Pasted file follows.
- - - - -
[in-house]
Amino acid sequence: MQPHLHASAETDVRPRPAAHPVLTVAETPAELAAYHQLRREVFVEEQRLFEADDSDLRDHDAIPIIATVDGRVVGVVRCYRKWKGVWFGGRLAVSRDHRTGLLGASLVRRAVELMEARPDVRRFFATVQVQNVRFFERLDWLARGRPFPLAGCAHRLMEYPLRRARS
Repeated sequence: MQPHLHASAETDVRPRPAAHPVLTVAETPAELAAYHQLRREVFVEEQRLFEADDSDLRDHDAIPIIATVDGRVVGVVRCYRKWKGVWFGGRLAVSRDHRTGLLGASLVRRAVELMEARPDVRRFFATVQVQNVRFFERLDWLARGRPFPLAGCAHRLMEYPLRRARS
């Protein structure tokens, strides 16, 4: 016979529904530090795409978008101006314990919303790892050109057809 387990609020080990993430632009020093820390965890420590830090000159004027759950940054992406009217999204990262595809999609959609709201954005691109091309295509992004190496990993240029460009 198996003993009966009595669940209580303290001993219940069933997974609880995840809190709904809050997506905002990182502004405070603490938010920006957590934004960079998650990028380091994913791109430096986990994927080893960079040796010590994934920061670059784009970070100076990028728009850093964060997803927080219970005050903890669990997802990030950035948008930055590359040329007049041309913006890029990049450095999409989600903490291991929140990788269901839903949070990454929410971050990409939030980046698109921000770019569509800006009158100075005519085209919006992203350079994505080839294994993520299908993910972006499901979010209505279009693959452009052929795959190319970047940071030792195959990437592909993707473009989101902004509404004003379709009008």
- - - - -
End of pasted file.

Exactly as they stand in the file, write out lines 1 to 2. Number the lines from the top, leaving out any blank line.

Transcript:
[in-house]
Amino acid sequence: MQPHLHASAETDVRPRPAAHPVLTVAETPAELAAYHQLRREVFVEEQRLFEADDSDLRDHDAIPIIATVDGRVVGVVRCYRKWKGVWFGGRLAVSRDHRTGLLGASLVRRAVELMEARPDVRRFFATVQVQNVRFFERLDWLARGRPFPLAGCAHRLMEYPLRRARS